March 20, 2017

Williamstown, Massachusetts—The Clark Art Institute’s Mellon Decade Fellow Delinda Collier presents the free lecture “Natural Media—Light, Water, and Wind—in Souleymane Cissé’s Finyé (1982) and Yeelen (1987)” on Tuesday, April 4 at 5:30 pm in the Michael Conforti Pavilion.
Malian film director Cissé’s “un-commonsense” proposition about “new” mediums is that they are both reducible to natural media and arbitrarily connected to language. This relieves his films of the burden of primitivism, as they begin with the notion that nothing is natural, least of all representations of Africa.
Finyé (“wind”) tells the story of dissatisfied Malian youth rising up against the establishment. The film earned Cissé his second Yenenga's Talon award at the 1983 African film festival FESPACO. Yeelen (“light”), a coming-of-age film, won the Jury Prize at the 1987 Cannes Film Festival. Cissé is president of the Union of Creators and Entrepreneurs of Cinema and Audiovisual Arts of Western Africa (UCECAO).
Delinda Collier is associate professor of art history, theory, and criticism at the School of the Art Institute of Chicago. Her fields of research are southern African art, new media art, and Cold War cultures. She is the author of the book Repainting the Walls of Lunda: Information Colonialism and Angolan Art (2016) and has articles in Nka, Critical Interventions, Leonardo Electronic Almanac, Third Text, and African Arts. At the Clark, Collier is working on Essays on the History of New Media Art in Africa, a book that investigates the “new” of new media and the methods by which the new is folded into the archaic and the natural. It will be the first book to devote itself entirely to new media art in Africa: that is, to pose “new media” art from or about Africa as the central question.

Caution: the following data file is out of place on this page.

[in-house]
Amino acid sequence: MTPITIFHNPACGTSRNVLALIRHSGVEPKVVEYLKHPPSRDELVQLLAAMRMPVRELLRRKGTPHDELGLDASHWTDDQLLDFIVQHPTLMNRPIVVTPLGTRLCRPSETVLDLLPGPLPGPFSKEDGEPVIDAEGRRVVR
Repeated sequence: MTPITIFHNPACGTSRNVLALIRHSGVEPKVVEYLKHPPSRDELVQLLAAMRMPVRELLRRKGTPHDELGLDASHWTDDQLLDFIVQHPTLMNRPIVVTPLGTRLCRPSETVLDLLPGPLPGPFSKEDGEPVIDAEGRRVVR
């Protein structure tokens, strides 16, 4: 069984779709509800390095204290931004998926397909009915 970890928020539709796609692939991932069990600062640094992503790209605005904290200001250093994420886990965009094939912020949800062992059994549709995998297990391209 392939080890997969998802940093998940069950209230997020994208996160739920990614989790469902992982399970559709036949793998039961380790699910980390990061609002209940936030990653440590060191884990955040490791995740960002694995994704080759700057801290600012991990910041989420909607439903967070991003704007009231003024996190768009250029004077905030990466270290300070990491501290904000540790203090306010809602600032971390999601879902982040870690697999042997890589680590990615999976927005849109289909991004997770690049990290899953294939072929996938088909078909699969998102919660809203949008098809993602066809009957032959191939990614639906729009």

The Clark Art Institute, located in the Berkshires of western Massachusetts, is one of a small number of institutions globally that is both an art museum and a center for research, critical discussion, and higher education in the visual arts. Opened in 1955, the Clark houses exceptional European and American paintings and sculpture, extensive collections of master prints and drawings, English silver, and early photography. Acting as convener through its Research and Academic Program, the Clark gathers an international community of scholars to participate in a lively program of conferences, colloquia, and workshops on topics of vital importance to the visual arts. The Clark library, consisting of more than 270,000 volumes, is one of the nation’s premier art history libraries. The Clark also houses and co-sponsors the Williams College Graduate Program in the History of Art.
The Clark is located at 225 South Street in Williamstown, Massachusetts. Galleries are open Tuesday through Sunday, 10 am to 5 pm. Admission is $20; free year-round for Clark members, children 18 and younger, and students with valid ID. For more information, visit or call 413 458 2303.
Press contact:
Clark Art Institute
[email protected]
413 458 0471